Slices of life recycled

If the writer
observes the world
then the artist
recreates it
and the poet
preserves it all

Knowing yesterday was a milestone anniversary of my father’s death, a friend created this digital image as a gift. She took lines from one of my blog posts, Fresh-cut grass, written in his memory: Grass, though cut, always heals itself and grows again, and you are always present in that sweet scent. She used pictures in my posts to make the grass…here in these blades are slices of my first Christmas, the cross necklace my father gave me, a portion of his Air Force uniform, and a lamppost like the one that stood in the yard of my childhood home; my father used say that when he turned onto the street he could see the light of home shining straight ahead.

I’m in awe of the gift and its artistry.

A metaphor for life itself.

My father’s presence remains in the scent of fresh-cut grass. Here is Sunday’s poem, marking the twentieth year of his passing: September, When Grass Was Green.

*******

with thanks to E. Johnson for the digital masterpiece and to Two Writing Teachers for the original impetus to start a blog for capturing Slices of Life. I began by writing each Tuesday in April 2016, then every day each March, then for Spiritual Journeys on the first Thursday of each month, and on occasion for other writing communities like SOS— Sharing Our Stories: Magic in a Blog…and every day thus far in the year 2022.

If you are reading…thank you.

We are our stories. Let us write them and live them well. And bring healing to one another.

Things you can do with crayons poem

with thanks to Allison Berryhill for the inspiration on today’s Open Write at Ethical ELA

Things You Can Do with Crayons

admire the colors
gold silver and copper
aren’t the only metallics
anymore
now there’s glitter
neon
and glow-in-the-dark

admire the names:
Macaroni and Cheese
Inchworm
Robin’s Egg Blue
Purple Mountains’ Majesty
Bluetiful 
Mauvelous
—such poetic pun

arrange your favorites
in the shape of your initial
or anything you want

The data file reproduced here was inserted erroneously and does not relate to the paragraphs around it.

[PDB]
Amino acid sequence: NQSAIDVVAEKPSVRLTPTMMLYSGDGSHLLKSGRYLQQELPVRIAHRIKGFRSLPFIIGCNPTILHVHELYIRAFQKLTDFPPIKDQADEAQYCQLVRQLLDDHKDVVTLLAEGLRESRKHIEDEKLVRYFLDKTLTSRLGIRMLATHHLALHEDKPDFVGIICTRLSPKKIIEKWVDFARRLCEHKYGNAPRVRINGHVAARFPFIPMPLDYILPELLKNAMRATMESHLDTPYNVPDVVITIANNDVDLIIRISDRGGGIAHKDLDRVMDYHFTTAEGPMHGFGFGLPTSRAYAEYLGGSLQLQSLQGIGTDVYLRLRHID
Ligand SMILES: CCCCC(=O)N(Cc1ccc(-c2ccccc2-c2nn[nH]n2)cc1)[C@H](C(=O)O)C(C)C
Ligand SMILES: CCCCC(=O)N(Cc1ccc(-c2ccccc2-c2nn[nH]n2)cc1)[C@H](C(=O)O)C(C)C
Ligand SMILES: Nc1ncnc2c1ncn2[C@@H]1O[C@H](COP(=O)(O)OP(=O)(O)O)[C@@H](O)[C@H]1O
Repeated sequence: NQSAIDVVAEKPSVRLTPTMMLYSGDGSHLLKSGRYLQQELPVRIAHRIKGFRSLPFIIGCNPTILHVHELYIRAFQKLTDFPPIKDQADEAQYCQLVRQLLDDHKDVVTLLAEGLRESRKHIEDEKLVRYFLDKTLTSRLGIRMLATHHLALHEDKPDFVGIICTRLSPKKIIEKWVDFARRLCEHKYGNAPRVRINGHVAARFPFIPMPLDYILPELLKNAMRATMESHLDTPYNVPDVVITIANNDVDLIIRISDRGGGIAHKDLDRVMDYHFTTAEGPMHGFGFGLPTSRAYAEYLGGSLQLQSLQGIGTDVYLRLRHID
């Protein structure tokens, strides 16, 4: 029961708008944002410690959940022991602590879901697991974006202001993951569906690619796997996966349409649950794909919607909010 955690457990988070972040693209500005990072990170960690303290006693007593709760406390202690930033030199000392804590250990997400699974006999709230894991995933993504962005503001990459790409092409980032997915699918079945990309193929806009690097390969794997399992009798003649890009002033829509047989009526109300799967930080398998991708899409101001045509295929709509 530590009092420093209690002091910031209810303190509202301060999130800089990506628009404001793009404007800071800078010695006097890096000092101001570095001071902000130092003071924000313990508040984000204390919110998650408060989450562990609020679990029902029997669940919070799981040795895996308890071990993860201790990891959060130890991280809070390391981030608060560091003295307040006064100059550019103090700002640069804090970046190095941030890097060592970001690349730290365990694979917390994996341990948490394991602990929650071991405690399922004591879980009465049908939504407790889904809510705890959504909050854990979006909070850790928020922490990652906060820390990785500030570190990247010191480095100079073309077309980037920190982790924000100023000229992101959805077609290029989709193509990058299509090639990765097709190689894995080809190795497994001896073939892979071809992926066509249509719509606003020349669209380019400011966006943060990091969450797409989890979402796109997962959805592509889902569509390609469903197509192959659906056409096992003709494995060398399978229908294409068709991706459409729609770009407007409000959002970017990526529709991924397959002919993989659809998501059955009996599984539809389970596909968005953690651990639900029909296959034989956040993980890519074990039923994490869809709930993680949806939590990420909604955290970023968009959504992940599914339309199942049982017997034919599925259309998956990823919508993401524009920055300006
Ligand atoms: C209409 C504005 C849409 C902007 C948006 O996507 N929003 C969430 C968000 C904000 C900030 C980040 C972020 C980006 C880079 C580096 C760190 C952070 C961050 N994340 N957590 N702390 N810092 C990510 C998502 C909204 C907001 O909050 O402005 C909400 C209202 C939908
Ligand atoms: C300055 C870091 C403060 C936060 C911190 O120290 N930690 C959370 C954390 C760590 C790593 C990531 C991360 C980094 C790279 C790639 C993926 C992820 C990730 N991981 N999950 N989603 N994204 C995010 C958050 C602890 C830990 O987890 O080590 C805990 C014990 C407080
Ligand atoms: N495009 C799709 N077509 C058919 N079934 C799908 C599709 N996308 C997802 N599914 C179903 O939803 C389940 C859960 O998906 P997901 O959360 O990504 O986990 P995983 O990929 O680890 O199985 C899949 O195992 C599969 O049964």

glue them down
in a shadow-box
or on canvas

—drat, broke one
—wait, don’t throw it away
anymore

make something new
instead

break more
on purpose (!!)

slice ‘em 
into dots
for a mosaic

shave ‘em
spice up
your homemade slime

melt ‘em
and not just for candles

pour the running colors
into molds

make Legos
build anything
you can think of

oh and
once in a while
just color

make a scribble-scrabble

if you don’t like it
scrape it off
with your fingernail
and start over

smell ‘em

remember
your childhood

Blue season

Today I am not driving along the backroads and byways to work, for that work is over and done for a season. There are a number of things I will and won’t miss but this morning I am thinking only of the drive. It has taught me much about noticing. And composition. Twenty minutes of travel in the countryside imprints images in my mind; I study them over and over.

For one thing, as I watched the verdant lushness of grass and trees deepen and the crops in the field bursting forth in their furrows, I thought about spring being the season of green. But not only green. Besides the blossoming and blooming of pinks, yellows, and whites, there’s the flash of fiery cardinal red, the dusting of robin-breast orange, the electric pop of the bluebird, the soft, quivering brown of Rabbit. It’s all poetry to me. Stirring a nameless longing. Maybe just for life itself.

Robert Frost comes to mind:

Nature’s first green is gold,
Her hardest hue to hold.
Her early leaf’s a flower;
But only so an hour.
Then leaf subsides to leaf.
So Eden sank to grief,
So dawn goes down to day.
Nothing gold can stay.

And then I contemplate how green is really a combination of two colors, yellow and blue. If nothing gold can stay, that leaves…blue.

Which is so utterly fitting, as nearly every morning on my drive to work this spring I’ve been awed by the sight of a great blue heron in a pond. I pass three ponds, actually, and in two there’ve been herons. I have learned to look for them and there they are. Standing tall, serene, peaceful, almost elegiac. Once a pair of them flew across the road ahead of me. Dazzling. Somewhere in the brush I know there’s a nest with baby blue herons. In all my life, I cannot recall even glimpsing great blue herons. This is the birdiest spring I have ever known.

The herons are part of me now, and I think on the layers of meaning. Typically self-reliance, self-determination, progress… these seem surface level, like the color green. There’s more than meets the eye. There’s blue, a color I don’t usually associate with this season. Now I do. As I play with blue in my mind, it carries me to shadows, a time of day when the golden hours are transitioning to evening, and a fleeting memory of youth. A time of preparation, maybe going to dinner, gathering with friends, celebrating… all this, flickering and cool like tree-shadows when the day is nearly done and the blue hour descends. Again, a nameless longing. A heron in a pond.

I have had a hard time writing during these last weeks of school. Partly due to demands on my time. And physical limitations. And my psyche. But none of these are the blue longing.

Nature knows infinitely more than I about creating…and that is the pull, for nothing gold can stay.

Here’s to the blue season.

“Creativity is the Blue Heron within us waiting to fly; through her imagination, all things become possible.”